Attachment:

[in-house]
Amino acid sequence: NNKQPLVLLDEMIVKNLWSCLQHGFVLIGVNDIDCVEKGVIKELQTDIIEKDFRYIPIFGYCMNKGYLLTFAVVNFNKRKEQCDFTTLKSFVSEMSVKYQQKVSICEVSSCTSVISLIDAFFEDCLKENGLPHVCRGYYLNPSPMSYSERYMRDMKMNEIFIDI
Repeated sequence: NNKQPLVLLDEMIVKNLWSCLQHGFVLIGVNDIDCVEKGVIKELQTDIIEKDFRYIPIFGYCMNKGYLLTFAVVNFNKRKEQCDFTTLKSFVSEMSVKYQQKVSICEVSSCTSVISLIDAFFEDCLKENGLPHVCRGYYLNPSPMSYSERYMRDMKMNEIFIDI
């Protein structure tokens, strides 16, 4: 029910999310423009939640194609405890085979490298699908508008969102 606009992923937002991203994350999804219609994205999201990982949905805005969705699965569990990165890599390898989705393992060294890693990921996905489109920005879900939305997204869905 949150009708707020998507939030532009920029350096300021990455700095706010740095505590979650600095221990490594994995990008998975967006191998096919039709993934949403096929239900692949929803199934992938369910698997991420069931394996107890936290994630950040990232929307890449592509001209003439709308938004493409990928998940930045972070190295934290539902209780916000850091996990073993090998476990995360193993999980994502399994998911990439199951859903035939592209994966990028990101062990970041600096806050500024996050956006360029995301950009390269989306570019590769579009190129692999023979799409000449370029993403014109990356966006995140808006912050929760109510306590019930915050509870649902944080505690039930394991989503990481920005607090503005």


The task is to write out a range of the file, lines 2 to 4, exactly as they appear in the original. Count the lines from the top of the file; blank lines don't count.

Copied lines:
Amino acid sequence: NNKQPLVLLDEMIVKNLWSCLQHGFVLIGVNDIDCVEKGVIKELQTDIIEKDFRYIPIFGYCMNKGYLLTFAVVNFNKRKEQCDFTTLKSFVSEMSVKYQQKVSICEVSSCTSVISLIDAFFEDCLKENGLPHVCRGYYLNPSPMSYSERYMRDMKMNEIFIDI
Repeated sequence: NNKQPLVLLDEMIVKNLWSCLQHGFVLIGVNDIDCVEKGVIKELQTDIIEKDFRYIPIFGYCMNKGYLLTFAVVNFNKRKEQCDFTTLKSFVSEMSVKYQQKVSICEVSSCTSVISLIDAFFEDCLKENGLPHVCRGYYLNPSPMSYSERYMRDMKMNEIFIDI
């Protein structure tokens, strides 16, 4: 029910999310423009939640194609405890085979490298699908508008969102 606009992923937002991203994350999804219609994205999201990982949905805005969705699965569990990165890599390898989705393992060294890693990921996905489109920005879900939305997204869905 949150009708707020998507939030532009920029350096300021990455700095706010740095505590979650600095221990490594994995990008998975967006191998096919039709993934949403096929239900692949929803199934992938369910698997991420069931394996107890936290994630950040990232929307890449592509001209003439709308938004493409990928998940930045972070190295934290539902209780916000850091996990073993090998476990995360193993999980994502399994998911990439199951859903035939592209994966990028990101062990970041600096806050500024996050956006360029995301950009390269989306570019590769579009190129692999023979799409000449370029993403014109990356966006995140808006912050929760109510306590019930915050509870649902944080505690039930394991989503990481920005607090503005």